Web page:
So is this a last hurrah for TV? Well, no.

As we see at Christmas (the British Superbowl), people are keen to see adverts they might enjoy. John Lewis are among the very best at having campaigns that people actually go out of their way to see (as someone who has worked on insurance brands, doing so against the barrage of price pushing takes a brave client). When you think about it, that's pretty amazing.

We live in a world of consistently always-on, encroaching advertising. Designed to intrude on you at all times it's possible. More than ever people are getting sick of advertising communications, just look at the rapid growth in online ad blocking tools - we may be honing the art of banner copy, but those click rates are still hiding down through the mud underneath the floor. We all know, as I mentioned a couple of posts ago, that the reason for this is simple. Most ads are shit.

Elton back again. Still singing about Coke
So in this complex many channel world, how does a piece of work get so well known and liked that the audience actually WANT to watch it? That simple thing called creativity. Well thought out, well written, well directed work. You Tube, for many people, is now a TV channel in itself - and simply paying your way doesn't work there. You need great pieces of work, and sometimes not achieving it is actually the cause of your channel problems. If you have the quality, particularly consistent quality, it's possible to break the cycle of advertising apathy.

So yes it's great to have new ideas that take advantage of all channels. Yes it isn't enough to just have terrible TV ads anymore. But what this ad shows, is that we too often forget the third way. Doing excellent work can sometimes be the surprisingly simple answer to your channel question.


Tuesday, August 11, 2015

The Golden Age

I've seen a number of discussions recently regarding the standards of advertising in the modern day. These range from: 'I remember when ads used to be this good.', to 'I wish long copy was as good as this these days', and ''remember when marketing wasn't full of so much bullshit'.

All of these views make some relevant points, but the problem I see is a very simple one: Advertising has always been largely shit. We just remember the campaigns that aren't, exactly like the general public.

Yes it might seem strange to criticise most of the output of the industry I love, but everyone knows it. Every regular person knows it. Every client knows it. (Perhaps bad clients could argue that the 50's were a golden age, where every ad was full of endorsements, product features and packaging shots...) Everyone in adland knows it. We shouldn't shy away from this fact, because it's what drives those of us who care about creativity to do better. Watching TV and wanting to throw the remote at the screen, that's our opportunity.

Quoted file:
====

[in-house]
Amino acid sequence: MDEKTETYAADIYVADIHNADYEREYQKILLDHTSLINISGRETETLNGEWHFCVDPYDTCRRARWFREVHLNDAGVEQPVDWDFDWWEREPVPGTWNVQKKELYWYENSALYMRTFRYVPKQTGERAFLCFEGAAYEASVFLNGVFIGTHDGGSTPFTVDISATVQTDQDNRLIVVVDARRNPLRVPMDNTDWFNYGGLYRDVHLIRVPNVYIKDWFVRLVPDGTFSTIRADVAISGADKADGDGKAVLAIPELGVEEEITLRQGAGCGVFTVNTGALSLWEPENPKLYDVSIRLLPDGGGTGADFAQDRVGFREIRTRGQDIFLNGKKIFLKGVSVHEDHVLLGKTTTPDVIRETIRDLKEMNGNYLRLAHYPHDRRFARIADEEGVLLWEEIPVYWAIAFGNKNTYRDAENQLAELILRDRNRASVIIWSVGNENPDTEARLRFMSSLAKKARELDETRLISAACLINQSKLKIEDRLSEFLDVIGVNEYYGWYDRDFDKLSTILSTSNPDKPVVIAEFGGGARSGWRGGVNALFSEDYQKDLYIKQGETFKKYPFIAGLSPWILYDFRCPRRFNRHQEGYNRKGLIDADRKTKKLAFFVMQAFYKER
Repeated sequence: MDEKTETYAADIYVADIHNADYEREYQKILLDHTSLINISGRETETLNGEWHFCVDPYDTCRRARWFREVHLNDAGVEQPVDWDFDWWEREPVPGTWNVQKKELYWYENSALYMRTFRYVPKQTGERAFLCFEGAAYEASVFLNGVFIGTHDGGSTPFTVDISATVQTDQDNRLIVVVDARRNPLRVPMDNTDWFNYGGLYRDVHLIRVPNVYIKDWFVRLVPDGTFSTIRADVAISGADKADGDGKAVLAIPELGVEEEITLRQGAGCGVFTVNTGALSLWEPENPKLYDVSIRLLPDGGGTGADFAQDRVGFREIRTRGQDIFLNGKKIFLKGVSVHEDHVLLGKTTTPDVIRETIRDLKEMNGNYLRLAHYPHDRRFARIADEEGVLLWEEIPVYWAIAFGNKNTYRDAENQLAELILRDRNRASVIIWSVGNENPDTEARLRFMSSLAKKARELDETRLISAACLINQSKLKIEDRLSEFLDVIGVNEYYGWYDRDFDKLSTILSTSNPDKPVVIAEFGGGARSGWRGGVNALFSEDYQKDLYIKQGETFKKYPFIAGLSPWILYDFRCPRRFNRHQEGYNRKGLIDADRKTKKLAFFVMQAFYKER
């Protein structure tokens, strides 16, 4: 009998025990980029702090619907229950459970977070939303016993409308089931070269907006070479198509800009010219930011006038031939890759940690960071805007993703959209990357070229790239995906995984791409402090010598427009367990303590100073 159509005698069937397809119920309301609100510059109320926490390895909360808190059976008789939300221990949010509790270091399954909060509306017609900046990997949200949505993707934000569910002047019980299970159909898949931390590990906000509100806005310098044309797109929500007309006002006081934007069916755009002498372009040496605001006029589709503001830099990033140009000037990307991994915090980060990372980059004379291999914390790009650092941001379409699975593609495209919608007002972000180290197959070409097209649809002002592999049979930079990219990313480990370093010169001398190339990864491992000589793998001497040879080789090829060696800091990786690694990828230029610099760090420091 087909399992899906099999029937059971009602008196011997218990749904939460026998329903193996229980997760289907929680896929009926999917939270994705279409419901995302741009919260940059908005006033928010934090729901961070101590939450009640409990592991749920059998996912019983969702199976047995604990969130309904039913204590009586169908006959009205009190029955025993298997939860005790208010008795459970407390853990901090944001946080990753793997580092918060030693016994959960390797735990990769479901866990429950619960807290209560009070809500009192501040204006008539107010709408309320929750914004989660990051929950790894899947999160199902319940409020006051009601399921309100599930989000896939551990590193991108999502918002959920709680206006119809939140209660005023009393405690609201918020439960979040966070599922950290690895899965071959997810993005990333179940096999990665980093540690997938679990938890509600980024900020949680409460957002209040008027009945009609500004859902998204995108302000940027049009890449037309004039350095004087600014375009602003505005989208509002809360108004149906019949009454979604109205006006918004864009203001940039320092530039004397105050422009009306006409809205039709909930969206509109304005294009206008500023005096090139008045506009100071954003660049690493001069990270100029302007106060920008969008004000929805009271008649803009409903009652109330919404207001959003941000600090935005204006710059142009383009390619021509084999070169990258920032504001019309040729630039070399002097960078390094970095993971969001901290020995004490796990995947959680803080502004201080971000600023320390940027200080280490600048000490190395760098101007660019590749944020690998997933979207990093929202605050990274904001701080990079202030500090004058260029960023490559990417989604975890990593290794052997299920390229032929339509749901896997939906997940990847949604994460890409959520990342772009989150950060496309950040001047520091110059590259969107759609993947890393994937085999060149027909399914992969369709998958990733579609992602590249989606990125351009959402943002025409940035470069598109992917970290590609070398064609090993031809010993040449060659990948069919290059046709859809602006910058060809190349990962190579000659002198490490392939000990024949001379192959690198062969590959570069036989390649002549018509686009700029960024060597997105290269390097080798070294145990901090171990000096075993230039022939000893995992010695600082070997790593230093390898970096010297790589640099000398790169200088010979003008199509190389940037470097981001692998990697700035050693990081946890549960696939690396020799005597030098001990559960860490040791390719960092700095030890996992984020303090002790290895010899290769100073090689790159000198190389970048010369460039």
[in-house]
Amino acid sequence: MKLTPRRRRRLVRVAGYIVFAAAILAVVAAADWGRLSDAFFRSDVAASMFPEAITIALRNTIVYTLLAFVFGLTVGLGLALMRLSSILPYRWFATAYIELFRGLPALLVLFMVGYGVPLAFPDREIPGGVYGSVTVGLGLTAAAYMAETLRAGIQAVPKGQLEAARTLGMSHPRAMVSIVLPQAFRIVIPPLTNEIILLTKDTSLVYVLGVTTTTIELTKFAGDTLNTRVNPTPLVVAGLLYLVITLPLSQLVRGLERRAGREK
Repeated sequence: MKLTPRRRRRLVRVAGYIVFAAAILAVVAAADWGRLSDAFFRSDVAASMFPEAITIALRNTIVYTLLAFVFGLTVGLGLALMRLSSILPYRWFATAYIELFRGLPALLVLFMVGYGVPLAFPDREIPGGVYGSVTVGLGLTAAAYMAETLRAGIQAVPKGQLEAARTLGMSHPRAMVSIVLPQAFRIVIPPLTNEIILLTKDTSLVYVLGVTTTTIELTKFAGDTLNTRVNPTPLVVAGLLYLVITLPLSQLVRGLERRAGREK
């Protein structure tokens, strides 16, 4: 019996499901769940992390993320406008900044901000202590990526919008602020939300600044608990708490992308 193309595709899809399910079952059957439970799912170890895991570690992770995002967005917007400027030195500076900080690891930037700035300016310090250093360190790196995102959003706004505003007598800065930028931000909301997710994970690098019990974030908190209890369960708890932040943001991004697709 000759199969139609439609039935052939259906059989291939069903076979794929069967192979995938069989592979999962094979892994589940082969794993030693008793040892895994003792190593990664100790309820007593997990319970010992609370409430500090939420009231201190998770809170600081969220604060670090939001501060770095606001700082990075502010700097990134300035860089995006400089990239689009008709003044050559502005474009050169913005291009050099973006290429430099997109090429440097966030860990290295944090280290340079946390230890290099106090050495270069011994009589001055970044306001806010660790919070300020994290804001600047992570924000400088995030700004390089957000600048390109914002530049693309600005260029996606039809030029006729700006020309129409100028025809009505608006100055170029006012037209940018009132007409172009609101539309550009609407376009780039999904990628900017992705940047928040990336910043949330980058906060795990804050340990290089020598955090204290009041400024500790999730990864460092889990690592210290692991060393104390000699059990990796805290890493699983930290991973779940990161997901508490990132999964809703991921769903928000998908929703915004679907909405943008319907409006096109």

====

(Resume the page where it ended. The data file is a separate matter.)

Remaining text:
Indeed, it is the same as every other creative industry, be that music, film, design, architecture, etc etc. It always has been, and more or less always will be.

Elton singing about Coke with no irony.
Admittedly it's Diet Coke... but STILL!
For every piece of genius long copy that was made in the 70's and 80's, there was also one of waffly, feature blasting junk. For every smart creative TV ad that people adored, there were ten shouty washing powder ads. For every cool, avant garde 90's piece like Guinness Surfer, there were ten post-modern thought-free travesties promoting alcopops. For every Tango Blackcurrant there was Elton John singing about Diet Coke. 

Besides, even if every single campaign made today was amazing, we would still pick the best 10-20% as the ones that were 'really' good anyway.

I think it's hard to argue that there aren't too many people spouting bullshit, particularly regarding big data, social channels and online advertising... still... but this is just the same as the agencies that said radio was dead when TV came along. That's the problem with predicting the future and anticipating audience response, most people aren't ever going to be right. Trusting in the people who guide your brand was vital then, and it's vital now.

Great campaigns like this only came about
 because the products were all identical anyway!
Actually, it's even more important now. With the vast proliferation of available channels, and the wall to wall nature of advertising, having the right, smart people, is crucial. Were those geniuses of the good old days any smarter than the best creatives and planners we have now? Probably not. They made the best of their time, and we make the best of ours. I love the work of John Webster, but his ads for kids didn't have a hugely complex list of do's and don't's that make creativity that much harder. His awesome Hofmeister beer ads didn't have to worry about cute creatures being seen as advertising to children... or at least not at first.